How to make a retractable PVC hoop house in 6 easy steps

If you're looking for a way to extend crop production during the spring and fall, or to grow some plants clear through the winter, a hoop house may be the perfect solution! The retractable cover protects plants from the hot sun and keeps the soil warmer in the cooler months.
The greenhouse-esque structure is great for plants like spinach, lettuce, beets, carrots and cilantro. Make sure to choose plants and vegetables that will grow fine without protection after about two months or so in the hoop structure, for the best results, Growing for Market recommends.
How to Build the Hoop House in 6 easy steps
1. Build the frame
After measuring and marking out the hoop house site, you'll need to build your frame. Choose rot-resistant wood for the base. You'll need four 2-by-6 boards on edge; if your hoop house is smaller than 14 feet, opt for 2-by-4 boards. Screw the frame into place using corner joints and wood screws. Mother Earth News recommends hot-dipped galvanized 10-by-3-inch wood screws.
You may want to put some stakes in the corner of the boxes to keep the entire thing in place while you work on the rest of the structure.
2. Set your base pipes
Your PVC pipe should range from 18 to 36 inches tall. Harder ground will require shorter pipes. Use a sledgehammer to pound a pipe at each corner and then every 3 feet down the sides. Make sure your pipes set closely to the inside edges of the frame. Pound the pipes down until they are equal to the top of the frame.
3. Hoop pipes
The size of hoop pipe that creates the main structure for your covering is determined by the size of arch you'll need. For example, an 18-foot-wide hoop house requires two 1o-foot long and one 20-foot long pipes for each hoop. When purchasing your pipe, ask for one pipe in each pair to have a flared end so that the pipes will connect.
To install the hoops, lay your pipes on the ground. Slip the end of one pipe into the base pipe, bend the pipes so the other end fits into the base on the other side, and use a drill to bore through the pipes and ground frame on only one side for now. Push the hoop all the way down, and then add a carriage bolt into the holes.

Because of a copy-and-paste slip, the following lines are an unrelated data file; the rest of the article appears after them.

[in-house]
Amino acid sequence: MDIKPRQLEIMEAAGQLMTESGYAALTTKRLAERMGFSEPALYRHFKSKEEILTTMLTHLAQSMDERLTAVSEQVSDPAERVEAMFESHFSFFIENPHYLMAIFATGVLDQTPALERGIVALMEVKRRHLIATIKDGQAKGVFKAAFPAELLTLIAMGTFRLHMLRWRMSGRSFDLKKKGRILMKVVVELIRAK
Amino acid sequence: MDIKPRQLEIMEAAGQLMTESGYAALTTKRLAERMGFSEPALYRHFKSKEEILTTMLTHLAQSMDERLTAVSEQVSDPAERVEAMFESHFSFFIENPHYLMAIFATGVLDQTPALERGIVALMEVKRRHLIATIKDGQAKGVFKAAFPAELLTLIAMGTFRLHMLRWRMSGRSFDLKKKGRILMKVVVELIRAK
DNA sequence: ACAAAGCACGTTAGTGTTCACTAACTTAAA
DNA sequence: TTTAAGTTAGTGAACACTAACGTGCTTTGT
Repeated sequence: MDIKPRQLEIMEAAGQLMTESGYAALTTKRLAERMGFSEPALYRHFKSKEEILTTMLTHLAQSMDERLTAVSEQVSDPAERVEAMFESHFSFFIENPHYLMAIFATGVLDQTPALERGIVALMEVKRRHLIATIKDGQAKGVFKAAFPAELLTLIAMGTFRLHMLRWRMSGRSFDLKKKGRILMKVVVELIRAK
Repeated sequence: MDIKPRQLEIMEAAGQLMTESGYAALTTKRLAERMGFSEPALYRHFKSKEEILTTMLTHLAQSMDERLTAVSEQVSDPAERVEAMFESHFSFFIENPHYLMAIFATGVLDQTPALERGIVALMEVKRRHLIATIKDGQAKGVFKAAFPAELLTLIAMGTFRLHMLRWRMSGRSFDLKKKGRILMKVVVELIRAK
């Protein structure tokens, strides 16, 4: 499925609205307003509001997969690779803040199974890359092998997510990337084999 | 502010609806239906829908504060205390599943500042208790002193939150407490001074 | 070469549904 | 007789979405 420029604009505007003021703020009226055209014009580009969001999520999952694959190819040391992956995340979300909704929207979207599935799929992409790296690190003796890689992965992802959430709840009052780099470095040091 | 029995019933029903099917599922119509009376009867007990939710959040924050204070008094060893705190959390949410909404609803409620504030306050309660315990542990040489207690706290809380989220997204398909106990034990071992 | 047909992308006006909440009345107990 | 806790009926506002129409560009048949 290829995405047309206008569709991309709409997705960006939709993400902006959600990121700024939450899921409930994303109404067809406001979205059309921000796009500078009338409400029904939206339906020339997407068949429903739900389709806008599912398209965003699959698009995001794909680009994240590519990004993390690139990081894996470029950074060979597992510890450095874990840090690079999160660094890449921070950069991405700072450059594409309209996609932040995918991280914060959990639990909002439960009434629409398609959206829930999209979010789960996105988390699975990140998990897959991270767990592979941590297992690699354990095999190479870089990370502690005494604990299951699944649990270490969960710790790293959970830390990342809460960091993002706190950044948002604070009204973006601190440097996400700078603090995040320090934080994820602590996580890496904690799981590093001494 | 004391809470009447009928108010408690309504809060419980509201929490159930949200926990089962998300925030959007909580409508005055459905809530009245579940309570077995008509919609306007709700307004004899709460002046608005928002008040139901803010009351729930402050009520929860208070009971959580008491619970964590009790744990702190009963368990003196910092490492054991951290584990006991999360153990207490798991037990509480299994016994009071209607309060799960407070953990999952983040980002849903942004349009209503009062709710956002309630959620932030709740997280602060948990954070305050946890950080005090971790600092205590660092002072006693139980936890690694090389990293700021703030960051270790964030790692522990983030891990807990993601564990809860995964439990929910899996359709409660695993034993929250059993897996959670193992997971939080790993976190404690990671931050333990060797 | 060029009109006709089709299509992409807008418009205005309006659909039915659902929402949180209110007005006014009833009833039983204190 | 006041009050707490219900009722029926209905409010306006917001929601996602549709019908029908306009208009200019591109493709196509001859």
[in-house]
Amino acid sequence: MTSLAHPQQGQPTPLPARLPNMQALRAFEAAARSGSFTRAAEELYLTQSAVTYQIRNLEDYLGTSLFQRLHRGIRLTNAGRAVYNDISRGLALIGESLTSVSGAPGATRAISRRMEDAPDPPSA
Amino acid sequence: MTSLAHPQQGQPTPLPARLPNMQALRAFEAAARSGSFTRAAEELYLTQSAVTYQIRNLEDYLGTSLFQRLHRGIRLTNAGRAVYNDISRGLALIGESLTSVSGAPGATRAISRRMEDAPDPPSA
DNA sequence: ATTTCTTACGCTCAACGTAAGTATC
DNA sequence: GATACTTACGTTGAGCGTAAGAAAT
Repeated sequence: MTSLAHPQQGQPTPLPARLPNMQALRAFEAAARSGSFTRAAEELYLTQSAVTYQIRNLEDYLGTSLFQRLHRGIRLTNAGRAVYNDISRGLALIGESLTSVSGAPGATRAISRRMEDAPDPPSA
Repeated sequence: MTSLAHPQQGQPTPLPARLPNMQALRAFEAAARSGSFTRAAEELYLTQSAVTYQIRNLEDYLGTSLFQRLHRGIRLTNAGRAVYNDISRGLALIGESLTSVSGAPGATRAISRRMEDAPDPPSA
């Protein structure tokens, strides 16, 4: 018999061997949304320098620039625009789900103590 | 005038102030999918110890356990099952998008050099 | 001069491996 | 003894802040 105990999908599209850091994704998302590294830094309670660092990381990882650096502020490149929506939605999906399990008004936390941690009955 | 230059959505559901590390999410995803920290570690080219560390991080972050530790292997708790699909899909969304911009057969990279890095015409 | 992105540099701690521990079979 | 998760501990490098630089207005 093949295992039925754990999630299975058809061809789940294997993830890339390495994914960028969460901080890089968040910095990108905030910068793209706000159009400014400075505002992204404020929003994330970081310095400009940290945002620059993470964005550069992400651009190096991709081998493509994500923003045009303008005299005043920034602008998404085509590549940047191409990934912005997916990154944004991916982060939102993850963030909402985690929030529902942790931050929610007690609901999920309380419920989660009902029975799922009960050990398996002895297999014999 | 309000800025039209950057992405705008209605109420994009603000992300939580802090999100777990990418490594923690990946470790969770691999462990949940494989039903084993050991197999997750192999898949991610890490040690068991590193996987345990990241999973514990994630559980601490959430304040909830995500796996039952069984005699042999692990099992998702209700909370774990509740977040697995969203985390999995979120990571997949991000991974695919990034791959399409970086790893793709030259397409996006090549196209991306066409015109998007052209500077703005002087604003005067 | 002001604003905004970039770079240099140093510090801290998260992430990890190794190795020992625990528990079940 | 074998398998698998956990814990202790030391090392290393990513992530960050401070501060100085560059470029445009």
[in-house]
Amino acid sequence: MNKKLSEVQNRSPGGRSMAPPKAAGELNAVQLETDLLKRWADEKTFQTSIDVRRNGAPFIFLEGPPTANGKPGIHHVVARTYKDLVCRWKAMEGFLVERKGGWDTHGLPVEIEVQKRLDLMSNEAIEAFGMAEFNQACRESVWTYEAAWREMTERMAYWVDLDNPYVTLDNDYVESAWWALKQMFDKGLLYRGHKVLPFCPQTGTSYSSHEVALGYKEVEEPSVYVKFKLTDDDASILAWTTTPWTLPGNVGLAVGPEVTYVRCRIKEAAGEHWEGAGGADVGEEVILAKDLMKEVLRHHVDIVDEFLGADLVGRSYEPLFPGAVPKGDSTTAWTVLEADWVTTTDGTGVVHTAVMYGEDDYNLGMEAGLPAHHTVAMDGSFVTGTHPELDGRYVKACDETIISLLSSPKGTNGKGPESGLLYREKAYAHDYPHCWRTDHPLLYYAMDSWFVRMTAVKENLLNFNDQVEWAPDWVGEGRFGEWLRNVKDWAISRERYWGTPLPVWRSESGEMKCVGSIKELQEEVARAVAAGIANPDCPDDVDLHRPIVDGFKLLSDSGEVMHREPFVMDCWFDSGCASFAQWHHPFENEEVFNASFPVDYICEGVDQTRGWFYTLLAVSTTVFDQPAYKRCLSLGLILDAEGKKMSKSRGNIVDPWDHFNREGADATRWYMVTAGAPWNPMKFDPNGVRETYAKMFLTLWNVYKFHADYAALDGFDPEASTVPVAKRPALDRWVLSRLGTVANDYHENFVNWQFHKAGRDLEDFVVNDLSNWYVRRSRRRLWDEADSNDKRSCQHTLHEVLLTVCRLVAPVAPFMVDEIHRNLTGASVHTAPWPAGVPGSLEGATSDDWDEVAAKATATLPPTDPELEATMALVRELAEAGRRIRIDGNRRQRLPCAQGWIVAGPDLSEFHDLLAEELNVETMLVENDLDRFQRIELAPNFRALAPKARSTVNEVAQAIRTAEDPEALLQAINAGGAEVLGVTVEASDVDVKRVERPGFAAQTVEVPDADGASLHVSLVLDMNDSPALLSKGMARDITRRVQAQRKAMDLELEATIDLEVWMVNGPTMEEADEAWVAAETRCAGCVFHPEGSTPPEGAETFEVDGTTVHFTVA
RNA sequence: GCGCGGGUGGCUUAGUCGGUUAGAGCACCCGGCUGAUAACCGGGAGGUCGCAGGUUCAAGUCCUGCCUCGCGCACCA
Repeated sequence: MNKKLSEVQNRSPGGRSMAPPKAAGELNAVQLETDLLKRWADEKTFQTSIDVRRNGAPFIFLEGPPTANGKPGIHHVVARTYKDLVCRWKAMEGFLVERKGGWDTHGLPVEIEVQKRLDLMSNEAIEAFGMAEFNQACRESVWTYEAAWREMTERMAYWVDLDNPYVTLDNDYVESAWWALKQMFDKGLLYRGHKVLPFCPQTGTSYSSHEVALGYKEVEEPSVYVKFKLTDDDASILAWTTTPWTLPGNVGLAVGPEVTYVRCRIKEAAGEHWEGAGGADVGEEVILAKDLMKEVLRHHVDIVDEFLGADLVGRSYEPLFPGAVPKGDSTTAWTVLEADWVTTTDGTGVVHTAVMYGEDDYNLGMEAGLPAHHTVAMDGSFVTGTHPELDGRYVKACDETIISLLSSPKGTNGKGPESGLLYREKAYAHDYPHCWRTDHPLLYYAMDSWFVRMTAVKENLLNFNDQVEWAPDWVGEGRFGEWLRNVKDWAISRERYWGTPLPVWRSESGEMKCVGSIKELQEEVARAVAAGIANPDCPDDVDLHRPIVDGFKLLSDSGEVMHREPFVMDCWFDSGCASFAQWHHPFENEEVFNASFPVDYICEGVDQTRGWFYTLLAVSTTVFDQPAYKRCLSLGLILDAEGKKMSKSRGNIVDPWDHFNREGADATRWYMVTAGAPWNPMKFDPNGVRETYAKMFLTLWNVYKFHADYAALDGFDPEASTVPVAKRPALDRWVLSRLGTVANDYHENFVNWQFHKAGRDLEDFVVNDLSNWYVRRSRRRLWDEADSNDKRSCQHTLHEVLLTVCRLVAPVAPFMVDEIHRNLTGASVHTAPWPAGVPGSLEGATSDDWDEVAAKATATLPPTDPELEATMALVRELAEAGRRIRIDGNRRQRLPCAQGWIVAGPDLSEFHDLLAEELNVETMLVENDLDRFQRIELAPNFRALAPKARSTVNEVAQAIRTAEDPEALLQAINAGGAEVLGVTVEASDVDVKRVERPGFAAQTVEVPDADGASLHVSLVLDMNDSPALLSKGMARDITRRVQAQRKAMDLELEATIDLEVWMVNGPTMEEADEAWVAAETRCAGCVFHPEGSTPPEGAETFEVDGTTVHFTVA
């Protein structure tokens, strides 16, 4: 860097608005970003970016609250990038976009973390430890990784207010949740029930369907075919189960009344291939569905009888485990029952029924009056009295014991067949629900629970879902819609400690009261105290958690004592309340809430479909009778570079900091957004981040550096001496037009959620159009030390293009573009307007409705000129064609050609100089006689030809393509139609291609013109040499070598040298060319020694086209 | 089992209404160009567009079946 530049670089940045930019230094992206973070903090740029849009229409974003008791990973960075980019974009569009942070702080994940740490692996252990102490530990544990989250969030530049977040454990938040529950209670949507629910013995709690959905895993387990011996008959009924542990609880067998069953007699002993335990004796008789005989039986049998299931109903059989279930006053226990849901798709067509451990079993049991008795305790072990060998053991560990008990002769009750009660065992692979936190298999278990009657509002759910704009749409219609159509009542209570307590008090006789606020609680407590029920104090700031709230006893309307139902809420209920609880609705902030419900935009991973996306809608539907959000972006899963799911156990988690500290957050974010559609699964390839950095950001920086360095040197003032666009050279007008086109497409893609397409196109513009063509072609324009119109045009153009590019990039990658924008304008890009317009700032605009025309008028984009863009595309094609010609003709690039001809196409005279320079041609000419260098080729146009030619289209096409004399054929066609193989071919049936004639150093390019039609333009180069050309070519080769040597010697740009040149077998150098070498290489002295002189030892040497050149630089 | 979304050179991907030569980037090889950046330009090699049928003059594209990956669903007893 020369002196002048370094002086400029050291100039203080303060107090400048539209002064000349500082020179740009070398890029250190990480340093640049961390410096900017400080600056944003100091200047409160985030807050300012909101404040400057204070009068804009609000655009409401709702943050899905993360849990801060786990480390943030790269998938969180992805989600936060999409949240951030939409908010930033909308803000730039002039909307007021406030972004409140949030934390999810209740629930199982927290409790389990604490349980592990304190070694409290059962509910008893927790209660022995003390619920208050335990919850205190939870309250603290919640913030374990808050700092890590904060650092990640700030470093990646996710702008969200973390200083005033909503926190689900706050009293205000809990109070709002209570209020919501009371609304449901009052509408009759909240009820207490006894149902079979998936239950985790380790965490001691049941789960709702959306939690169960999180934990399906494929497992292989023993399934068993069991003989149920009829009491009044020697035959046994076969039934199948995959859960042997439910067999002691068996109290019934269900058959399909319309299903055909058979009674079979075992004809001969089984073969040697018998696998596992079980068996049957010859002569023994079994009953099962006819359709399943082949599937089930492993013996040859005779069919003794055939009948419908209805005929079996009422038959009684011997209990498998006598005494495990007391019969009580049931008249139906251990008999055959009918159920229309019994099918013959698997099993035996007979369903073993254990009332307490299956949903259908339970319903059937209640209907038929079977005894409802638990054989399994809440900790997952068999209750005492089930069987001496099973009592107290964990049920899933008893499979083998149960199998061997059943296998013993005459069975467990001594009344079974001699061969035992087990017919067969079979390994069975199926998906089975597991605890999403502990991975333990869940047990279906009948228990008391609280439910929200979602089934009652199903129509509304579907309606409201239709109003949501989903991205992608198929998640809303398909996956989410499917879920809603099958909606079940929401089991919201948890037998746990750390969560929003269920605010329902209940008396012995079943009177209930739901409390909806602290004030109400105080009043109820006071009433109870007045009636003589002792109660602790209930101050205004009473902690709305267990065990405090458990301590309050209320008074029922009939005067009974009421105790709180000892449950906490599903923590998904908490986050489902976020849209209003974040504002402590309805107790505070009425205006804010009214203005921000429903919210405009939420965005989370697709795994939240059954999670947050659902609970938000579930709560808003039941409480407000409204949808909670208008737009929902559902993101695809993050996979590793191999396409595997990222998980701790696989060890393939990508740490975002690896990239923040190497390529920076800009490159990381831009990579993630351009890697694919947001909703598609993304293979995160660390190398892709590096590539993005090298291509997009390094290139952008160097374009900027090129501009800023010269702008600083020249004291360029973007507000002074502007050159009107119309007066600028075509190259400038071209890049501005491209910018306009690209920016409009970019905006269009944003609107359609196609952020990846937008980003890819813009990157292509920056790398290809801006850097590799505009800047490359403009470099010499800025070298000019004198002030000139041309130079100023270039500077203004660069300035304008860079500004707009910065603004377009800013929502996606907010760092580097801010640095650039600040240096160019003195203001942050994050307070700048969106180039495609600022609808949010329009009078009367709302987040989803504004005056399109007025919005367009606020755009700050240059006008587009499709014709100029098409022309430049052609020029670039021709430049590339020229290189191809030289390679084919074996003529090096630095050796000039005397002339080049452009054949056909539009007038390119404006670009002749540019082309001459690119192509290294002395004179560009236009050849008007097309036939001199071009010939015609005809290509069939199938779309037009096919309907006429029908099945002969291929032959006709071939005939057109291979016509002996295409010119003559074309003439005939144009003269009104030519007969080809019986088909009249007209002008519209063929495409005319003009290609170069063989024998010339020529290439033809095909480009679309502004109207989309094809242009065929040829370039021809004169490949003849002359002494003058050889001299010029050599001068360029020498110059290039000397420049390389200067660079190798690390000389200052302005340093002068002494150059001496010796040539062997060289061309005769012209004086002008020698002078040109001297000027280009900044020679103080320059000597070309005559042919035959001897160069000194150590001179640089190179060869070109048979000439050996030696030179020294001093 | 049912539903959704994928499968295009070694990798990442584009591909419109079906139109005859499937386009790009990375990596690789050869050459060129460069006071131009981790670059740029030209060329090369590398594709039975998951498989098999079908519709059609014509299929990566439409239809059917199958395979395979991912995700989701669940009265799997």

Ask for help pushing the portions of pipe that are unbolted until the arch is where you want it. Then bolt the rest into place.
4. Purlins
Make your arch structure sturdy by adding horizontal pipes to link the hoop together. Most hoop houses require at least one purlin on the top, and two more down the each side of the structure. Depending on your climate, you may need more to provide stability against strong winds and rain. Attach with carriage bolts.
To make your hoop house retractable from the bottom up, attach 1-by-2 wooden hip boards about 3 feet from the ground. You'll attach the main plastic pieces to these boards.
5. Attach your plastic
Mother Earth News recommends choosing a high-end greenhouse plastic. The material is sturdier and lasts longer than cheaper plastics you'll find elsewhere, plus the greenhouse material offers better insulation for your plants.
When attaching your plastic, make sure to leave a foot or so of extra space along the edges and about 2 feet of extra plastic on the ends. Toss over your structure and tighten as needed. You can attach the plastic using wiggle wire and a track. Try using two layers of plastic for better insulation.
6. Your floor
Your flooring should include enough space for you to walk in and out of without disturbing any plants you have lined inside. Use a lightweight material for walkways so the soil beneath is mostly undamaged; straw, sawdust and mulch work well.
Full retraction:
If your aim is a full retraction, an alternative is to build a rail on either side of your structure and then slide a larger pipe over the pipe rail. Attach your plastic to the "movable" pipe and slide it back as needed, according to Homesteading Freedom.
Enjoy new, warmer housing for your plants this fall, and don't forget to share this with your friends on Facebook.

Before you throw out those produce scraps from the last meal you cooked, take a quick peek at this article and see if you can use them to regrow your own plants!
July 14   ·  
Considered a weed by many, the plantain herb is actually an incredibly useful herb. It's full of calcium and lots of vitamins A, C and K.
July 14   ·  
Not all that long ago, the zucchini was hardly recognized in the United States. Today, it is a favorite of home gardeners and cooks because of its versatility as a vegetable, in breads, and in desserts.
July 14   ·